Ross is an old-fashioned town; but it is very very beautifully situated, and if there is little finery in the appearance of the inhabitants, there is also little of misery
(William Cobbett, Rural Rides, Vol.1, 1821)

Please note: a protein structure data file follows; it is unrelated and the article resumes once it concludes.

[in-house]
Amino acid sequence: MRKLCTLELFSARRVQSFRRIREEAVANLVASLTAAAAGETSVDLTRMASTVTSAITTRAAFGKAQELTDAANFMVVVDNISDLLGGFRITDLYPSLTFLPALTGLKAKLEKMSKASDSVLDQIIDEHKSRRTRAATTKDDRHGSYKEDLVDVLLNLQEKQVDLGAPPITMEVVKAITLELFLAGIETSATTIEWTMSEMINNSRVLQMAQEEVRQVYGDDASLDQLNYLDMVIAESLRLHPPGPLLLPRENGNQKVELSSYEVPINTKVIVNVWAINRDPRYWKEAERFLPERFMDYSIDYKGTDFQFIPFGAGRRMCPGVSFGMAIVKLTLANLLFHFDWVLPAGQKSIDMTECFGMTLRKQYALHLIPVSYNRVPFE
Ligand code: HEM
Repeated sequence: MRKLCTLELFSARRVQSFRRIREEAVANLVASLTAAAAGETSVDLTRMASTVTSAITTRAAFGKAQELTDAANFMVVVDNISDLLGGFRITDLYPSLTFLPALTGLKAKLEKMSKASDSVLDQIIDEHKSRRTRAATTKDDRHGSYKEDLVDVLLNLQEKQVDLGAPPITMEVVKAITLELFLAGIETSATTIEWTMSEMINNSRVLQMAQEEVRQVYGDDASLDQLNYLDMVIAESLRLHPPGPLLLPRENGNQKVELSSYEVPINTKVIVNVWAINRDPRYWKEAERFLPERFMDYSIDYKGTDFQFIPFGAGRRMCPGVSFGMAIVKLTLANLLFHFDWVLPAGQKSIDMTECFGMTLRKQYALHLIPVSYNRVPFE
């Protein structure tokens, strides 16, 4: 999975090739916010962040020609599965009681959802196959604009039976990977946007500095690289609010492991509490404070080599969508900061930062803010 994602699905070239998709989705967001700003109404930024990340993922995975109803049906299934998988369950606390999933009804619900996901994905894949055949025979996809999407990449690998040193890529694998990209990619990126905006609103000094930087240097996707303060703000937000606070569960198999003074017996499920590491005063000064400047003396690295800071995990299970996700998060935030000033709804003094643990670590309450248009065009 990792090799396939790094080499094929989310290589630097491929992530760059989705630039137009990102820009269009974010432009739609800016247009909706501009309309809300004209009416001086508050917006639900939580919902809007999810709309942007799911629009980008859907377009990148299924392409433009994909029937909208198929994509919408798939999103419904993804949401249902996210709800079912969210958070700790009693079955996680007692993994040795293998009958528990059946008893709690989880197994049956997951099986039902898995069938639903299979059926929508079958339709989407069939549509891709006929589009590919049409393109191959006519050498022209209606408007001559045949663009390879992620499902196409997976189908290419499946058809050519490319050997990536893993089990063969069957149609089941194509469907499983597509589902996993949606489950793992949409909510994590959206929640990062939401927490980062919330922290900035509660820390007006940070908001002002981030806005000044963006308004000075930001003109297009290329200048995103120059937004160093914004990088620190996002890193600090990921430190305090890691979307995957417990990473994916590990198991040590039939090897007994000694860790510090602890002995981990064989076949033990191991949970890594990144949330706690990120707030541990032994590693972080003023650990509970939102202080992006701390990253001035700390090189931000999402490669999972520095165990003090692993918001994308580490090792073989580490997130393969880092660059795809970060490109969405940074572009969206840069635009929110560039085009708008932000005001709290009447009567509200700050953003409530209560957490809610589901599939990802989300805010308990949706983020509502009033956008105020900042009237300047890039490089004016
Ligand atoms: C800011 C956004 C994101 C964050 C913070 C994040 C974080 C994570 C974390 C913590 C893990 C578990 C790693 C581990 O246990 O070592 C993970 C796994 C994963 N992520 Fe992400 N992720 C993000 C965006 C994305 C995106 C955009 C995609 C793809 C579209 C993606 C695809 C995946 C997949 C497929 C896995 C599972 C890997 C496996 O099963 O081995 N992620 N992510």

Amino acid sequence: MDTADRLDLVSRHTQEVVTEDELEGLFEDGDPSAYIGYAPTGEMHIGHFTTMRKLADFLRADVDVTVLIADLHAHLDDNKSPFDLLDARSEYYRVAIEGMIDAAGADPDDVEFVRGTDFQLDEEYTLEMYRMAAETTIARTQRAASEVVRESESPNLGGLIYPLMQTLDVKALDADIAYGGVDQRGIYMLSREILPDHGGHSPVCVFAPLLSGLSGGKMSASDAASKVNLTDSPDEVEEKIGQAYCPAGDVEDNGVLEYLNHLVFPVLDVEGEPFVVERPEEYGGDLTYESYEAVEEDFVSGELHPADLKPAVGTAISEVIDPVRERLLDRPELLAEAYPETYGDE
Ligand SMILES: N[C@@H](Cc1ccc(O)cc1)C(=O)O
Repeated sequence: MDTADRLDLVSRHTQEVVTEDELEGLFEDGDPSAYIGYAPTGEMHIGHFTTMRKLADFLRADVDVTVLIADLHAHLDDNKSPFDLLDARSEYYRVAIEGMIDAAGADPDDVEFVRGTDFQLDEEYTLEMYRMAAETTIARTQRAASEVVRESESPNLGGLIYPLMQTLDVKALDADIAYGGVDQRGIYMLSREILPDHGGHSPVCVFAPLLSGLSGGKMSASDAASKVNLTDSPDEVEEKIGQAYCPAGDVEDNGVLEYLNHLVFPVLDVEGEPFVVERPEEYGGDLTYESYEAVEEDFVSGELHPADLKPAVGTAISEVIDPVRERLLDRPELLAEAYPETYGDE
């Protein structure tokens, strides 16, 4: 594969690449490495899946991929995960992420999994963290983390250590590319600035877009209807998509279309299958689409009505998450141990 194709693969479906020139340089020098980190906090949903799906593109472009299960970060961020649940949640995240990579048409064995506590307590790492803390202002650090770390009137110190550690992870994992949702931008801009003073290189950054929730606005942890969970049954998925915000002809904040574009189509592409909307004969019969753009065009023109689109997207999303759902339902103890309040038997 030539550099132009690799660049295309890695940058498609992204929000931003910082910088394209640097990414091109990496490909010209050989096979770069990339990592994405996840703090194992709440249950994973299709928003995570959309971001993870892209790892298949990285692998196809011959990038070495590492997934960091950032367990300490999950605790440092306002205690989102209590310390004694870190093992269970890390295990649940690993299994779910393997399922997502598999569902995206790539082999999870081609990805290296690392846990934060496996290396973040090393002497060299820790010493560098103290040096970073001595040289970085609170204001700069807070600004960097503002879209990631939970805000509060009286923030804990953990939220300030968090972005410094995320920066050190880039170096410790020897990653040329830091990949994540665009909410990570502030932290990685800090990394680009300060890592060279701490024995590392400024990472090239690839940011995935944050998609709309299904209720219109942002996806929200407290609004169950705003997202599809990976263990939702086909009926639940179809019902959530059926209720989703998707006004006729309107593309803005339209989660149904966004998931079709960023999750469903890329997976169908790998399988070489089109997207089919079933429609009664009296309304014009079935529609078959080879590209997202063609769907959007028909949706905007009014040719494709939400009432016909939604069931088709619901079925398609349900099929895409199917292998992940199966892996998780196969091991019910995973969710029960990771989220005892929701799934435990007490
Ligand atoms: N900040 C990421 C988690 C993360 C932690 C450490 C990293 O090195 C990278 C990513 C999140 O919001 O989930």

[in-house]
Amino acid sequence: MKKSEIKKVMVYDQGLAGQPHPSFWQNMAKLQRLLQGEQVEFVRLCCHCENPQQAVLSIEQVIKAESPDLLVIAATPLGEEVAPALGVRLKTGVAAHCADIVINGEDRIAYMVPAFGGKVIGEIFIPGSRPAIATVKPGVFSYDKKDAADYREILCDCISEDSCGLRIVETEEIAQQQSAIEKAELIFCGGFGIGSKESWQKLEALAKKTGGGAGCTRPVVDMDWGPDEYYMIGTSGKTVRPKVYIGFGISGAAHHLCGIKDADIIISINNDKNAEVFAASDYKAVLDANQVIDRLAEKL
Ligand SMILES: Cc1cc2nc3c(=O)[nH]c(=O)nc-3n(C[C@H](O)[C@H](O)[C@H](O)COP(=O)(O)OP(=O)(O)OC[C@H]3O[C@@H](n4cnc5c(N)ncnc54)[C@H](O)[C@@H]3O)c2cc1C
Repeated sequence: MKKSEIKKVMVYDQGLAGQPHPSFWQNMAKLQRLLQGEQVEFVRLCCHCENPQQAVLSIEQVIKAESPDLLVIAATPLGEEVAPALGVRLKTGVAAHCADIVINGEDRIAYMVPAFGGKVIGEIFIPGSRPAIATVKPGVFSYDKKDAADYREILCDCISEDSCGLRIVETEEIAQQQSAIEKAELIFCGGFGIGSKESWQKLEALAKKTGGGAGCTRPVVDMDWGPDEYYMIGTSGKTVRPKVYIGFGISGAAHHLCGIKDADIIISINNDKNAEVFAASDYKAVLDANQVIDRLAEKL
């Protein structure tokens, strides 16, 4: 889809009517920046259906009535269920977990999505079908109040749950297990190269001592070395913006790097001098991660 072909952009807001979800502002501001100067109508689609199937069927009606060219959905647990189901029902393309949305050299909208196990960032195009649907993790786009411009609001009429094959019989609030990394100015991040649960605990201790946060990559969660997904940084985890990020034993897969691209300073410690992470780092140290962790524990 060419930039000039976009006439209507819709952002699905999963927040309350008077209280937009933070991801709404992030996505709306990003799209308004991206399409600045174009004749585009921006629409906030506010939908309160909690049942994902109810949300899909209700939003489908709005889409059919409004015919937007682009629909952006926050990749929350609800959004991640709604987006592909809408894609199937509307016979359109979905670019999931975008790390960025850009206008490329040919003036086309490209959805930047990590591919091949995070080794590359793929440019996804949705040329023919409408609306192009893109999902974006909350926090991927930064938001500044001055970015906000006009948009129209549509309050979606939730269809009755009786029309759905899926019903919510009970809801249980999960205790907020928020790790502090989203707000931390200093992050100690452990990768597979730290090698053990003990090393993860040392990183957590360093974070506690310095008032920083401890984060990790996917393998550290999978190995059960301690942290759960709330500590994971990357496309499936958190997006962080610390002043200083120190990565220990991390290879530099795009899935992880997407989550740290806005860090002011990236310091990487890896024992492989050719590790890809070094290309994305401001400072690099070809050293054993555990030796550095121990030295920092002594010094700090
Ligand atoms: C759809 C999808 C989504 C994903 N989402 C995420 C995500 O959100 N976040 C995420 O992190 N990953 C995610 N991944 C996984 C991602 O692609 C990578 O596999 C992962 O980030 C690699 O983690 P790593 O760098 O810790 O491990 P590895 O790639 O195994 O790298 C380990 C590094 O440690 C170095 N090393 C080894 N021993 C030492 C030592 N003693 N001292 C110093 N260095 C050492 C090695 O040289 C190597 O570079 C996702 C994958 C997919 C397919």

This, and many other quotations used by Jon Hurley in this book, create a picture of the town over the years—the passing of wars; the poverty of some and the wealth of others; the range of benefactors, and the praise and occasional opprobrium in which they were held; of life, of drink, of death; in the activities of the church; of riots on the Prospect; in the construction of modern amenities; the coming of the railways and supermarkets; even the town's appearance in fiction.
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